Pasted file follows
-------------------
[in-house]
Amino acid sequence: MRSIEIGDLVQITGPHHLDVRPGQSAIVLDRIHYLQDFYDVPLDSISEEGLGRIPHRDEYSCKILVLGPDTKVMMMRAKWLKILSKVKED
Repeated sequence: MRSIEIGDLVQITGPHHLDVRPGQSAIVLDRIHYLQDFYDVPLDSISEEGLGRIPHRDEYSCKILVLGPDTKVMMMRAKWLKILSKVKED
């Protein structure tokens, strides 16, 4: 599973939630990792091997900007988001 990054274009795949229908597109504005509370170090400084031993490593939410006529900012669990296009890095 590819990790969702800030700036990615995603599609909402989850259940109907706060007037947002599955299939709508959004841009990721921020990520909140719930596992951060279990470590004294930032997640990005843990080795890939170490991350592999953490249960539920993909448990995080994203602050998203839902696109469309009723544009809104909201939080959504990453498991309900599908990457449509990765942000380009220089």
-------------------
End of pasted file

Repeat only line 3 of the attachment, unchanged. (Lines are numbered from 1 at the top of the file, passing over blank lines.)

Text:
Repeated sequence: MRSIEIGDLVQITGPHHLDVRPGQSAIVLDRIHYLQDFYDVPLDSISEEGLGRIPHRDEYSCKILVLGPDTKVMMMRAKWLKILSKVKED